this’a way and shove it right up into the base of
his damn noggin--this corpman told me it was called the
medullae oblongatae--but what the hell, just
shove the blade up and gomer will wilt like a wet paper
bag--dead ‘afore he hits the ground”.
Since ‘Sticker’ had begun to tell me about his exploits, I
noticed his eyes--they litterly glistened--his
breathing was rapid, as if he had been running--white,
thread-looking spittle formed at the corners of his
spouting mouth--and now he began to smell--like the sweaty
smell around a working gymnasium. There
seemed to be no need for questions--even if I’d have wanted
to ask him something--what would it
be--what else would I even want to find out. I had never
knowingly killed anyone--perhaps sometime
when I had ordered the 81 mike mike to fire a mortar mission
using high explosive instead of the normal
illumination round, just perhaps--like I said, never
knowingly. I waited as ’Sticker’ fondled the blade
lovingly--gathering his thoughts. I pondered to myself if I
felt threatened by this strange person or just
alarmed at his delivery of information I didn’t even want to
hear about.
“If you can’t surprise Gomer--hit him fast and hard”--the
words come tumbling out---more loud and
forceful now--’Sticker’ moved around the S-2 office in a
catlike fashion--up on the balls of his feet--like a
ballet dancer--”hard and fast” he repeated--”no screams ever
to alarm the whole herd of Gomers--get the
sticker up under his chicken-boned little chest--into his
diaphram --then he can’t scream--only make
gurgling sounds--messy as hell though--into his heart is
like dumpin’ a bucket of slop--and that @#%$ dries
on you--it’s like your clothes been starched”! ‘Sticker’
giggled to himself.
“I don’t like to do it this way--’specially in the day
light--gotta look in Gomer’s eyes sometimes and I hate
that--” a far-off look rendered itself across ‘Stickers’
now glistening face--a conscience-twinge on this
brutal person I thought to myself. A slight shake of his
head like to jar himself back to the present, the
killer continued, “a low parry and then a high thrust with
the blade can get you right up to eye-ball level
with most fighters--even the Gomers who are little
shits--don’t aim for the eyes but an oblique into the
temple---bone is thin there--take ‘em out in a flash--no
screams--not even a gurgle this time”.
I found myself feeling exhausted listening to this person
rave on--I wanted to be someplace else--doing
something different, than listening to this horrible
diatribe about killing. Perhaps he sensed my feelings
because in a now rather moderate voice he told me that a
‘slick’ was due to pick the captain and him up
down by the hospital tent at 0930.
“I’m from Iowa” ‘Sticker’ volunteered --”Fort Madison,
Iowa---that’s where the State Penitentiary is
located--Grandpappy used to work there--in the 1940’s he was
the hangman--only time in American
history they ever hung a father and a son at the same
time--Grandpa said when you hang a fella, it
stretches their necks twice as long”----the man named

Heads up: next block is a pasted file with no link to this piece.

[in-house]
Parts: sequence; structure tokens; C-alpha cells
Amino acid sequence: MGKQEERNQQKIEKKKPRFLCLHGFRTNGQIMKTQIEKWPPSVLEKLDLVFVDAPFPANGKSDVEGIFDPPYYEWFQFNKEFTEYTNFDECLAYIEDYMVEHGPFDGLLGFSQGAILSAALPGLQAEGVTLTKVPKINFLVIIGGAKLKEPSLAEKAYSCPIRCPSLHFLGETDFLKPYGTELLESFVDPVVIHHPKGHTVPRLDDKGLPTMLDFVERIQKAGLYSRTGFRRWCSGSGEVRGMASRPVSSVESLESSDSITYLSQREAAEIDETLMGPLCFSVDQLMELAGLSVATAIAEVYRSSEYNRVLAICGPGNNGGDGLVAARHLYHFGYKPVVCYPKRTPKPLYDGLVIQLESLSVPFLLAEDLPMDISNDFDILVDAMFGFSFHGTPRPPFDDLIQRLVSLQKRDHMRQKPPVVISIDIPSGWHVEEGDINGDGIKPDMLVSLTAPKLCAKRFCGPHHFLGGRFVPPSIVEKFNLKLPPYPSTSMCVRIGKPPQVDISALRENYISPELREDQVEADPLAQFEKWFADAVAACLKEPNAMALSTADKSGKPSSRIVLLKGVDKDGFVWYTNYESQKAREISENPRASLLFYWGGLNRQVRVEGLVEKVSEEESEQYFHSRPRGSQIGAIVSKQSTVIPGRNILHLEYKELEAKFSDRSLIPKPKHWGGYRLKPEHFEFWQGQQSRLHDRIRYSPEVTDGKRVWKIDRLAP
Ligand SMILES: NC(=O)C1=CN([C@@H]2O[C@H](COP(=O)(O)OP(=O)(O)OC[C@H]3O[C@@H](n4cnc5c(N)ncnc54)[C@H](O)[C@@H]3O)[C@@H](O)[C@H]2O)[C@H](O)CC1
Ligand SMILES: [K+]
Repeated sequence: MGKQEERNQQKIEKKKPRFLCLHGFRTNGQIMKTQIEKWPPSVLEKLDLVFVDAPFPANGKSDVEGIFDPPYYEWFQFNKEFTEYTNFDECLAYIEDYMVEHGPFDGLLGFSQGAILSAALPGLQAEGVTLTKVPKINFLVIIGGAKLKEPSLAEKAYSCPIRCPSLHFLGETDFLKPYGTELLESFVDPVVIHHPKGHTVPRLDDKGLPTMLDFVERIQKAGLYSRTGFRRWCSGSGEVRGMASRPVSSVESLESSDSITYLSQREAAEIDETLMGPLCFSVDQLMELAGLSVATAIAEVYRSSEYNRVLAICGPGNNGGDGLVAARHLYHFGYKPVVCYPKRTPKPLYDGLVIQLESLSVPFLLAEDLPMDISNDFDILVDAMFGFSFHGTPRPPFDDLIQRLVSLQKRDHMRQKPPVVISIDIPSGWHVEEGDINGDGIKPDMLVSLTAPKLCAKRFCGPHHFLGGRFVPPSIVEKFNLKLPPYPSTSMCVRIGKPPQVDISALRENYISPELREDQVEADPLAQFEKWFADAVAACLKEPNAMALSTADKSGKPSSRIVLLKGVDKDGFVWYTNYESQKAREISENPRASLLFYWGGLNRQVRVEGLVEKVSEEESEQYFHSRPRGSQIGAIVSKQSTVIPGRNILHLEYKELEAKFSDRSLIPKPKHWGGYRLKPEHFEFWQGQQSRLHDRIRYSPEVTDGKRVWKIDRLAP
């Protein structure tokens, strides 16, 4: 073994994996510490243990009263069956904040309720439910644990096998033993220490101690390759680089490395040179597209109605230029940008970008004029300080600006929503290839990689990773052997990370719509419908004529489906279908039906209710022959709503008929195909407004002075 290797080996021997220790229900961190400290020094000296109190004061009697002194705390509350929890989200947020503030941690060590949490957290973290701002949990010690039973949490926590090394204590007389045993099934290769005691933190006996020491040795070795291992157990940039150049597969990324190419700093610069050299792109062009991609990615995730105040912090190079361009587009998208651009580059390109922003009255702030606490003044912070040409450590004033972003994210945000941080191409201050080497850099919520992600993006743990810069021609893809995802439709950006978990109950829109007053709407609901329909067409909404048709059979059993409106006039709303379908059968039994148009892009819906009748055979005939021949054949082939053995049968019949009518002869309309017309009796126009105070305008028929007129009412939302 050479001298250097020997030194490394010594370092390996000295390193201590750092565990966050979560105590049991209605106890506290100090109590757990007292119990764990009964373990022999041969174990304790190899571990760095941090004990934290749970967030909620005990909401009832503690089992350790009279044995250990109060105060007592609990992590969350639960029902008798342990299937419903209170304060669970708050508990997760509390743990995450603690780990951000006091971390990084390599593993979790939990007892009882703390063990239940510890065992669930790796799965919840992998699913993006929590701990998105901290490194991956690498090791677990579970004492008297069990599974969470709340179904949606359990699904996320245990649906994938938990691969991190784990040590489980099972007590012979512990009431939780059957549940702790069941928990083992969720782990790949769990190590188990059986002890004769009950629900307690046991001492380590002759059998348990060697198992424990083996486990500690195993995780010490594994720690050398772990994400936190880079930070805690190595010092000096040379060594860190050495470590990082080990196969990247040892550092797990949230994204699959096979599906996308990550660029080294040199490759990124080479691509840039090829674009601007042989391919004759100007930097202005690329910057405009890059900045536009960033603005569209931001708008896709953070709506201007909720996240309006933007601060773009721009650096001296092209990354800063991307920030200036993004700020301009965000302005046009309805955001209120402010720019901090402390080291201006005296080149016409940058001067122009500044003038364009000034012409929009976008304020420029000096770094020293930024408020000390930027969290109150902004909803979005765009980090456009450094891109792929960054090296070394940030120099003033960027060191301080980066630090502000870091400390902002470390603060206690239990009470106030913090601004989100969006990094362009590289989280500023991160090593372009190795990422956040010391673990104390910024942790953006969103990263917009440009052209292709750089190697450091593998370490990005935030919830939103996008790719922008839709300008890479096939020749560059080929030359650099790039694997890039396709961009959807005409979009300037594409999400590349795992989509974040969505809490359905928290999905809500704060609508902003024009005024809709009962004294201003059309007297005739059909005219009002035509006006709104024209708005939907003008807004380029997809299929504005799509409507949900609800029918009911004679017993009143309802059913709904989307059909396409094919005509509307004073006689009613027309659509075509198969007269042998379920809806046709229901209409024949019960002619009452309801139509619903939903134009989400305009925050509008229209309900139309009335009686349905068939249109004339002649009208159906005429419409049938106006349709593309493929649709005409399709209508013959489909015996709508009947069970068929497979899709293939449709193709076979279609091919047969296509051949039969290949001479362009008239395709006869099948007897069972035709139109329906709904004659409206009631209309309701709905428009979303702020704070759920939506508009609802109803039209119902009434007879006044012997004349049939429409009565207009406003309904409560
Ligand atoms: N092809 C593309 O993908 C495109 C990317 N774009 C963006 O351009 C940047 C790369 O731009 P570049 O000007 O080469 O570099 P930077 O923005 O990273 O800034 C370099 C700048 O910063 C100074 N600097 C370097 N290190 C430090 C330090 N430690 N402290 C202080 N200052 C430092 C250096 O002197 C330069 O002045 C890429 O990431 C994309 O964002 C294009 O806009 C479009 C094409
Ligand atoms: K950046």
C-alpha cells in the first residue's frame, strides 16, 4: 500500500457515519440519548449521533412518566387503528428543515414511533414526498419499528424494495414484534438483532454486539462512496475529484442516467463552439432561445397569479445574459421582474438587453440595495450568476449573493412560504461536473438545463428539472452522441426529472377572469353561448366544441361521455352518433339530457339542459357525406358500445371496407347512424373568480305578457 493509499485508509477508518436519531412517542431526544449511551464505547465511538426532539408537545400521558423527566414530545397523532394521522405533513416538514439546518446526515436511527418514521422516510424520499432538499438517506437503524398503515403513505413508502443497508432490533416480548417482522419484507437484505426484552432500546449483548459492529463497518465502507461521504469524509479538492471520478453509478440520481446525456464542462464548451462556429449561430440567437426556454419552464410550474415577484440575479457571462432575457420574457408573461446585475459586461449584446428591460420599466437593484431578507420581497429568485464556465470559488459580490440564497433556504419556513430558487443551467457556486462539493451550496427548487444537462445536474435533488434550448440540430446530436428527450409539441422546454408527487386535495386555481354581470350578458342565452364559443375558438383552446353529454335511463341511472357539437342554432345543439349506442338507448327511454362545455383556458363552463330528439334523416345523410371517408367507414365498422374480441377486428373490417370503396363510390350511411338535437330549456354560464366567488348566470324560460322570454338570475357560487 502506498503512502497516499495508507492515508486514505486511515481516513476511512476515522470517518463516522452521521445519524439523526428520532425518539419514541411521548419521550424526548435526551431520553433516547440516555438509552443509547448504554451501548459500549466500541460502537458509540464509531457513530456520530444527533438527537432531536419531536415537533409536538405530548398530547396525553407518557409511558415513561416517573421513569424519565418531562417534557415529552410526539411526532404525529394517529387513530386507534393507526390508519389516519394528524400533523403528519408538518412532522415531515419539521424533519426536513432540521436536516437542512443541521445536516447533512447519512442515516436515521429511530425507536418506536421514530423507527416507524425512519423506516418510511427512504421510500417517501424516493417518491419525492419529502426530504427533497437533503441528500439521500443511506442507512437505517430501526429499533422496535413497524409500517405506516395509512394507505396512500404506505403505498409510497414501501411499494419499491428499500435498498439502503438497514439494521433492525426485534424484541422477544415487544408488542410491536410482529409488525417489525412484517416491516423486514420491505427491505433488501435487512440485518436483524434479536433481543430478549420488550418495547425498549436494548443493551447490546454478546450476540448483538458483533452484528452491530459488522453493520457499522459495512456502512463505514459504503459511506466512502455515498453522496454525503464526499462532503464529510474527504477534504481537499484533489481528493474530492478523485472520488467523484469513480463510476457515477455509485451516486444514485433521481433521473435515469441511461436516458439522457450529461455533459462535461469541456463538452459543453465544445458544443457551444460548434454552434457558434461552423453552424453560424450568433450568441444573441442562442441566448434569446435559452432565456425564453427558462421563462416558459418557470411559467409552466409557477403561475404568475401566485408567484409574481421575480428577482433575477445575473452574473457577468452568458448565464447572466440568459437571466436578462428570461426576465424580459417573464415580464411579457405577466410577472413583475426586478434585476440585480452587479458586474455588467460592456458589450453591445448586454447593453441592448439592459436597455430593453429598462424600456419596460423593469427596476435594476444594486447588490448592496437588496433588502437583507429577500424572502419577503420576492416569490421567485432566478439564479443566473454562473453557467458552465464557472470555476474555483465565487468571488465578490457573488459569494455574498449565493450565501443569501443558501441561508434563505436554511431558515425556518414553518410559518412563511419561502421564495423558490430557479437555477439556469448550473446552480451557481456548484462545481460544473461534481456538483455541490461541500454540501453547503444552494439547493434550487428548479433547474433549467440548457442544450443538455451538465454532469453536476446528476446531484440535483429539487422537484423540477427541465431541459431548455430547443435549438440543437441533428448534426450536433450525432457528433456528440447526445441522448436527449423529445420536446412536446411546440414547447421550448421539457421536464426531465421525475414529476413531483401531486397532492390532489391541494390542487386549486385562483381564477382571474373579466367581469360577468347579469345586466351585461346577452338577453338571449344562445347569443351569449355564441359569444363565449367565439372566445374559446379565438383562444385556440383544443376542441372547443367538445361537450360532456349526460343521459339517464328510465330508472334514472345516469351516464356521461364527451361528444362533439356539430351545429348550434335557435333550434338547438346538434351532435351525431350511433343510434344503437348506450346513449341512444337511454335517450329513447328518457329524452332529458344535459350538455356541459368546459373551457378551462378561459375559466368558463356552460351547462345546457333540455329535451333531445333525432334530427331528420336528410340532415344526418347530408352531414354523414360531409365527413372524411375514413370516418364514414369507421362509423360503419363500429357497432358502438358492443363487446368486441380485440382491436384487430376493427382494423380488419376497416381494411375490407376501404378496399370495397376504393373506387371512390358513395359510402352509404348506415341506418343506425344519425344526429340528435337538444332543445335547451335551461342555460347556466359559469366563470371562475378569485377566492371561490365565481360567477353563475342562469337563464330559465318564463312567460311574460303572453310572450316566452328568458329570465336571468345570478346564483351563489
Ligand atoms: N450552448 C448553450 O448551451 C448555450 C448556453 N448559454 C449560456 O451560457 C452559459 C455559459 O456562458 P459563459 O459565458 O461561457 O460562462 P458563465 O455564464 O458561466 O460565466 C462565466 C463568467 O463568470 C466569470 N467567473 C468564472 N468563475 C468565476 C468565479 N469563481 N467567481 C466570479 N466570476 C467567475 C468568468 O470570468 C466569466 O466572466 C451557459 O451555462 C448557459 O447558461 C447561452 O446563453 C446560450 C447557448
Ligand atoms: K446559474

‘Sticker’ paused midsentence and tilted his head as
if listening--animal like--yes, I did finally detect the
tell-tale thumping sounds of the Huey slick he had
mentioned was going to be their transportation.
Around the S-2 office was various enemy weapons the Marines
had brought in to show the navy Senior
Chief --usually for a cup of coffee and a few kind words
about home--there were some 47’s, a couple of
SKS, some disarmed ChiCom grenades--pith-helmets and hard
hats, web gear--hell, there was even some
Montagnard Tribesman’s bows and arrows scattered amongst the
junk--those cought “Sticker’s’ attention
and when he looked at me inquiringly I told him that he
could have them. With that gesture of giving
him something come an open ended offer of bringing just
loads and loads of the captured junk in --he said
the only thing he couldn’t get was a 130 mike-mike field
artillery they had just knocked out up near the
Trail. I thanked him and told him no, my S-2 boss would
ride my ass worse than he had been doing if I
turned it into a Vietnamese armory and museum.
With the same blurring motion as when he had withdrawn the
stange knife, he thrust it back into it’s boot
sheath--thrust out his hand and pointedly remarked “never
take a knife to a firefight Senior Chief--it don’t
reach out there fur ‘nuff--you’ll get soiled”.
I never saw the man named ‘Sticker’ again--I have dreamed
about him--now with a face attached.
John H. Wilborn USN (Retired)
 

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Chief, I don't think that Sticker and Bumgardner were the same guy. Bumgardner was from The Carolinas. At the time I met Bumgardner 1977 he was pretty close to 50 years old. Actually he was a kind of a father figure. There were rumors about him and what he did in Nam. He had been a Sargeant Major as rumored, was busted for the stuff he did. He was an E-6 Staff Sargeant in 77. We called him pop. I never heard talk about Nam, I considered him a good guy. I only learned about him in the books that I mentioned earlier, which I read last year.

Sticker sounds like a scary guy. That guy just liked to use a knife. You could take someone out a lot cleaner with a good old fashioned rear stangle take down.